Monday: Politics, Morality, and Human Nature
Is a happy, moral city really possible or even desirable? In her short story, Le Guin challenges readers to imagine the perfect city and consider the role that suffering plays in politics and art. In Machiavelli’s advice-book for Renaissance princes, a book that was banned and condemned for centuries after he wrote it, he asks, is it possible for political leaders to be both effective and moral in politics? How do we define the common good and what responsibilities follow from it?
- Ursula K. Le Guin, “The Ones Who Walk Away from Omelas”
- Niccoló Machiavelli, The Prince, selections
Tuesday: Consent, Freedom and Equality
How can it be just for free individuals to come under the authority of a government? Locke famously proposed a standard of consent. His argument was then invoked by the authors of the Declaration of Independence. What assumptions about human nature and about political life lie beneath this argument? Have you consented to be governed by the government of the United States today?
- John Locke, Second Treatise of Government, selections
- The Declaration of Independence
Wednesday: The Legacy of the Declaration
The Declaration’s demand that governments respect individual rights did not apply to everyone at first. As a corrective, in 1848 for the Women’s Rights Convention, Elizabeth Cady Stanton penned, “We hold these truths to be self-evident, that all men and women are created equal…” What is the impact of these words on a reader today? Frederick Douglass’s Independence Day speech illuminates both the hypocrisy and promise of the ideas professed in America’s founding documents. How does Douglass use rhetoric to make his critique?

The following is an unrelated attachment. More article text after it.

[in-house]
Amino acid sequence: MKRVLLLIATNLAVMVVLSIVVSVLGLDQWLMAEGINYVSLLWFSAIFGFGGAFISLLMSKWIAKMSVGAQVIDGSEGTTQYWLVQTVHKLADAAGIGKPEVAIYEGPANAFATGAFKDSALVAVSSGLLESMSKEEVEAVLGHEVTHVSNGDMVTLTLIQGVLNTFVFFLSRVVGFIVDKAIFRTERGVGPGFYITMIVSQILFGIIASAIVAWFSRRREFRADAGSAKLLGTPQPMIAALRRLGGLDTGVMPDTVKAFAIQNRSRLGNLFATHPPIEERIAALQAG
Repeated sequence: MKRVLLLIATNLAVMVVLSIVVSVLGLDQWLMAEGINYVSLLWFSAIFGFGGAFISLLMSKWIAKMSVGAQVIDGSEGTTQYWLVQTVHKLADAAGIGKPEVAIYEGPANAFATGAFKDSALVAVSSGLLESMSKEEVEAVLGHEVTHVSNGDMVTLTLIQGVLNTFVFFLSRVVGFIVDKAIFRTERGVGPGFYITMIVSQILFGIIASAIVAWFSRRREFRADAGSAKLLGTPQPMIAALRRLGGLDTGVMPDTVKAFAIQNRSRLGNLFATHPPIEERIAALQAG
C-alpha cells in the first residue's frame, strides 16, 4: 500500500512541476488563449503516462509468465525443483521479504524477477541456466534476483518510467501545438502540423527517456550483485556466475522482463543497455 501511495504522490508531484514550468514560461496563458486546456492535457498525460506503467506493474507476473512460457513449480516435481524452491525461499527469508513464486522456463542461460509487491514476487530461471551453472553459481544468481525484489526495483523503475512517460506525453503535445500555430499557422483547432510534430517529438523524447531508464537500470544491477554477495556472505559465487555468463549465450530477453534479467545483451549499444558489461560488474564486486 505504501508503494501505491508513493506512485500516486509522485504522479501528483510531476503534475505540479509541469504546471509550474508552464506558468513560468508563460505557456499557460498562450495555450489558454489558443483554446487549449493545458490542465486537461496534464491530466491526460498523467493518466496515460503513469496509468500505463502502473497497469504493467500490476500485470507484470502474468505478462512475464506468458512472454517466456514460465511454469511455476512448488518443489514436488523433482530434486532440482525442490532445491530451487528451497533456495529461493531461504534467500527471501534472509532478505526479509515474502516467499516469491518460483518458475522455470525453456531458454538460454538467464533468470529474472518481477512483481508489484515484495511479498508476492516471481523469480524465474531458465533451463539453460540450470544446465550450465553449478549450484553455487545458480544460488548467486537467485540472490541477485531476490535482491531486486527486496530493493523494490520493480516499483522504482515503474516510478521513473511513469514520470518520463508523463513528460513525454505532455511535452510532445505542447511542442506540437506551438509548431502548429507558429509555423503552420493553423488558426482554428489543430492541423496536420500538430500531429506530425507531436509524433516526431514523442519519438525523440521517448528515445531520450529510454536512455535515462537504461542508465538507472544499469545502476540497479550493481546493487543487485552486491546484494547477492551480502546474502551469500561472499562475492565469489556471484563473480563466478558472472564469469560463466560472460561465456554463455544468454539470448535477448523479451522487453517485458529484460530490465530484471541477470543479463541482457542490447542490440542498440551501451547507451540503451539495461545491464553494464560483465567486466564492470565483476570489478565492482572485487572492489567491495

With a much shorter speech, Abraham Lincoln made the Declaration the centerpiece of the American experiment. Why do you think he emphasized the Declaration instead of the Constitution?
- Elizabeth Cady Stanton, “Declaration of Sentiments”
- Frederick Douglass, “What to the Slave is the 4th of July?”
- Abraham Lincoln, “The Gettysburg Address”
Thursday: Self-governance, Exclusion, and Education
What kind of education do democratic citizens require? Is there a differnece between education and schooling? Should there be qualifications for self-governance, or is it a basic right? W.E.B. Du Bois, Audre Lorde, and James Baldwin offer differing perspectives on the role of education in an unjust and unequal society. These thinkers challenge us to consider the purpose and meaning of education.
- W.E.B. Du Bois, Souls of Black Folk, selections
- Audre Lorde, “Poet as Teacher—Human as Poet—Teacher as Human”, “Poetry Makes Something Happen”
- James Baldwin, “A Talk to Teachers”
Friday: Democracy and City Life
Who is the little man behind the stove? Ralph Ellison’s essay “The Little Man at Chehaw Station” invites us to examine the American artist and his audience. Is there such a thing as an American identity? How does democracy shape our ideas about hierarchy, diversity, and artistic taste?
How can words best capture the promise and the challenges of city life? How does Thoreau’s mocking of gossipy social life compare with Whitman’s reverential treatment of diversity and possibility? What truths does Brooks capture that the others miss?
- Ralph Ellison, “The Little Man at Chehaw Station” Henry David Thoreau, Walden, “The Village”
- Henry David Thoreau, Walden, “The Village”
- Walt Whitman, “Broadway,” “Democratic Vistas,” and “Mannahatta”
- Gwendolyn Brooks, “Kitchenette Building”